Book SynopsisThis book showcases Thomas Joshua Cooper's monumental forty-five year career as a landscape photographer. Working solely with an 1898 Agfa field camera, Thomas Joshua Cooper has established himself as one of the foremost photographers of our time. His magnificent black-and-white seascapes explore specific points on the globe--often at the most remote areas, where sea and land meet. Fans of Cooper's Atlas project, in which he has charted the Atlantic Basin, will be thrilled to find a generous selection of those images here--abstractions ranging from pitch black to clear white, and subtle gradations in between. Exquisitely reproduced, these photographs reveal the coastlines of the five continents that encircle the Atlantic Ocean. This volume also features images that deal with themes such as the earth's changing environment, historical narratives, and North America's great rivers and their sources. Enhancing this book are an essay by Michael Govan; biographies of the artist by Rebecca Morse and Anne Lyden, International Photography Curator at the National Galleries of Scotland; and a chronicle of the Atlas project by Christie Davis of the Lannan Foundation. Poems by Robinson Jeffers and Theodore Roethke round out this retrospective book of one of the most celebrated and distinctive photographers working today. Published with Los Angeles County Museum of Art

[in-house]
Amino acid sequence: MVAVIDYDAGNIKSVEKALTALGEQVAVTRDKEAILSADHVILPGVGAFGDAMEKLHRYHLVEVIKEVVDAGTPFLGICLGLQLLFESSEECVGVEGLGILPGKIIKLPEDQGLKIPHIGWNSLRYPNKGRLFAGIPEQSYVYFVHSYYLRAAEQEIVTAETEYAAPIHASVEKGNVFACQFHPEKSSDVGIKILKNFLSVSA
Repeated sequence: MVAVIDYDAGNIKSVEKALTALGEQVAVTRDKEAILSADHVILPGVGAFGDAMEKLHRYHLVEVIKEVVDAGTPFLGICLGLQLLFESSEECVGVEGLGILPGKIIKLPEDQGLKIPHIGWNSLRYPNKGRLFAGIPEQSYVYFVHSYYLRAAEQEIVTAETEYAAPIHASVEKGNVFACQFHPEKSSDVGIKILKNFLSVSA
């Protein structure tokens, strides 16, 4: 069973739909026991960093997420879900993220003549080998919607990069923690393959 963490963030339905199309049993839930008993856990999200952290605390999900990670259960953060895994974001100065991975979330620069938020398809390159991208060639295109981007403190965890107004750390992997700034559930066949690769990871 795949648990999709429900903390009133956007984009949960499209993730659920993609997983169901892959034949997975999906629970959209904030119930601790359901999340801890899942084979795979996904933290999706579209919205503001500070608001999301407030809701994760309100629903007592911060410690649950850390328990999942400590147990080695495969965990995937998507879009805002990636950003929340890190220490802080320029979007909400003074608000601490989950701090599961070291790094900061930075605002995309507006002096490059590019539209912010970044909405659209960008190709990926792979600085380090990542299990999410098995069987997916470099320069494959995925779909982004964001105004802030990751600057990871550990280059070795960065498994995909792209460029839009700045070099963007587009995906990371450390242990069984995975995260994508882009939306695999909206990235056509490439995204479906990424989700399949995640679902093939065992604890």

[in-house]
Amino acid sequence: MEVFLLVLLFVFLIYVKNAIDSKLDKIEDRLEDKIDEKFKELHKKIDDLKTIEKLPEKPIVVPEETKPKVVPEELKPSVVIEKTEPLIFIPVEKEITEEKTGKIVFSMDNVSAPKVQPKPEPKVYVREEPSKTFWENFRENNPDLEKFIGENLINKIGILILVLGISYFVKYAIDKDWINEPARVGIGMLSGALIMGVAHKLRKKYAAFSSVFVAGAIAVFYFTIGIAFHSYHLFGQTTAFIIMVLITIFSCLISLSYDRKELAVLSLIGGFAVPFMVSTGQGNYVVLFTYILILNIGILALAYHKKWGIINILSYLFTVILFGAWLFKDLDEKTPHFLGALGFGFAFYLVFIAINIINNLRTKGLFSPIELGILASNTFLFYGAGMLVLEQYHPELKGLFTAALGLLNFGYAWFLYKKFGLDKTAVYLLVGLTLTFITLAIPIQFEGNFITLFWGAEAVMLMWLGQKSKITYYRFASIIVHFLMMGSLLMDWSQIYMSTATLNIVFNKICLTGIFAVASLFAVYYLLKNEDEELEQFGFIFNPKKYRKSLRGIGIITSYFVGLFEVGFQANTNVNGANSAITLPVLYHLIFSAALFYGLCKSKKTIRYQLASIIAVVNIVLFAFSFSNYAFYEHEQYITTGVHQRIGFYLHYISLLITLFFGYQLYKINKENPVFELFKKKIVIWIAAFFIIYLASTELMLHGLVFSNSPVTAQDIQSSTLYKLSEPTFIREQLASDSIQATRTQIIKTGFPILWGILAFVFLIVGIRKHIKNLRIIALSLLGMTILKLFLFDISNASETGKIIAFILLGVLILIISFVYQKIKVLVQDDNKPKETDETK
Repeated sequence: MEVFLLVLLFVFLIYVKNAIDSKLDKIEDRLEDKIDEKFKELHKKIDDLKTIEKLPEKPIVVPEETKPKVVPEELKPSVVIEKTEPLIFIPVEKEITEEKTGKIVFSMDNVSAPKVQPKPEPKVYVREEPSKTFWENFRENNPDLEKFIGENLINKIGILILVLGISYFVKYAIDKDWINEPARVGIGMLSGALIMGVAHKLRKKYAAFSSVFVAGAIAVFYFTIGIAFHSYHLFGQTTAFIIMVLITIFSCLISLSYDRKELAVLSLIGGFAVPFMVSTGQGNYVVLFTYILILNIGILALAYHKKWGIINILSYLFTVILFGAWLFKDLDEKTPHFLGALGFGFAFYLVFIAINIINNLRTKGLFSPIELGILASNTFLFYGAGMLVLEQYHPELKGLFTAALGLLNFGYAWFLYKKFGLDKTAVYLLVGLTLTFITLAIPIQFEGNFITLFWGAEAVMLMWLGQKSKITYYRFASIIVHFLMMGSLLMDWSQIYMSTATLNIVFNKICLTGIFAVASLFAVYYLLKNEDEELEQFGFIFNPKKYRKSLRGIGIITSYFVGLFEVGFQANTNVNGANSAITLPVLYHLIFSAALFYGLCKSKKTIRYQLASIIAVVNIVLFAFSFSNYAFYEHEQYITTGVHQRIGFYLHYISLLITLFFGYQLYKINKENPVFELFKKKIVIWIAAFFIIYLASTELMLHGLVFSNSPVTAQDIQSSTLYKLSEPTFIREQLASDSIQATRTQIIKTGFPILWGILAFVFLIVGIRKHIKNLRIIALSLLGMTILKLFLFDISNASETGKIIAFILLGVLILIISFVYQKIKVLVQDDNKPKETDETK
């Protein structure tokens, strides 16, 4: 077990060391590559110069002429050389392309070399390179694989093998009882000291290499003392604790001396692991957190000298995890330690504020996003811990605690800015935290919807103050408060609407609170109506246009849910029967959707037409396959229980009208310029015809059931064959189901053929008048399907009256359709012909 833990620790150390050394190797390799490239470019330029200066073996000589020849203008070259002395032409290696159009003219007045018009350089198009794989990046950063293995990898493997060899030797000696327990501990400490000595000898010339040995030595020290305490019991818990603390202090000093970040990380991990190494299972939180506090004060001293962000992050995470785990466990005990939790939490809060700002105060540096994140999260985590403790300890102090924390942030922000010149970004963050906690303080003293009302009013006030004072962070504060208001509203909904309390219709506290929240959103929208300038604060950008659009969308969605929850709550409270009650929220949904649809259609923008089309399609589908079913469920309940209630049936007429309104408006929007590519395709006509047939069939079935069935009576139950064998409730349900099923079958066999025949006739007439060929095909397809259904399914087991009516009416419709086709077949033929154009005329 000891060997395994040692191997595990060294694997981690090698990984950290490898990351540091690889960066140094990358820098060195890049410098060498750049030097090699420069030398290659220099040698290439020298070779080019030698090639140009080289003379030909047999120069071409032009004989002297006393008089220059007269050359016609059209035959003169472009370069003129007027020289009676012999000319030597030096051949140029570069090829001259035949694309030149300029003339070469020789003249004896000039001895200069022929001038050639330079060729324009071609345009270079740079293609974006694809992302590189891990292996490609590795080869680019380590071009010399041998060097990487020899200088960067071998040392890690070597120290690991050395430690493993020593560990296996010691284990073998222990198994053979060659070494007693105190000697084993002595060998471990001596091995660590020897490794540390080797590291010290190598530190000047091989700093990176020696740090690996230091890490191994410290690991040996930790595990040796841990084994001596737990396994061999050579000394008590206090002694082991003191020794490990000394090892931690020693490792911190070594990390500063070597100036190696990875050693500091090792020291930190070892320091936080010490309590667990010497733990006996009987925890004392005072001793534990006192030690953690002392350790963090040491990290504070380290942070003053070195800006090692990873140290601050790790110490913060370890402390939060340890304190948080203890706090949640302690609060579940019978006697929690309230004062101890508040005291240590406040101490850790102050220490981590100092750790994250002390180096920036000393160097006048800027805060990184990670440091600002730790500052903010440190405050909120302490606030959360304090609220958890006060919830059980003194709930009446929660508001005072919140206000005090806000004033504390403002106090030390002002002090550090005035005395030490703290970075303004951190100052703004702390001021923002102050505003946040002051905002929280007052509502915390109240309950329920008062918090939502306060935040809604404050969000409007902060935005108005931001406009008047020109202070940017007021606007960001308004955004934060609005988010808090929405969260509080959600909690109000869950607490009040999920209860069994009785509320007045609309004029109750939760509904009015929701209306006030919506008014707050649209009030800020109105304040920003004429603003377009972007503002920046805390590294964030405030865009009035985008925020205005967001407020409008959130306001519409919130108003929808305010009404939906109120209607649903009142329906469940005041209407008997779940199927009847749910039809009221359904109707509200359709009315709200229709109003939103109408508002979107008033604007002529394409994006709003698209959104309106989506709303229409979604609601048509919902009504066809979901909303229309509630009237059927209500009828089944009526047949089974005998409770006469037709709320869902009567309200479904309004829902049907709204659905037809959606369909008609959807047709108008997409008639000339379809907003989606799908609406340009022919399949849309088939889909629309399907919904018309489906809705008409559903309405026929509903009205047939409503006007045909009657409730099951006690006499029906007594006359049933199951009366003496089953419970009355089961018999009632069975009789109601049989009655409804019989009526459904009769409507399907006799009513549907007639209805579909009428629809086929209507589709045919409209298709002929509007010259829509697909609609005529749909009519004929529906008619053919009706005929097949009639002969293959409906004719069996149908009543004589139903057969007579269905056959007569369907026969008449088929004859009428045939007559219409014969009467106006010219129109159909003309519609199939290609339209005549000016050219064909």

About the AuthorMICHAEL GOVAN is the Chief Executive Officer and Wallis Annenberg Director of the Los Angeles County Museum of Art. Prior to his work at LACMA, he served as the Deputy Director of the Guggenheim Museum in New York City as as well as Director of Dia Art Foundation, where he founded Dia: Beacon in Beacon, New York.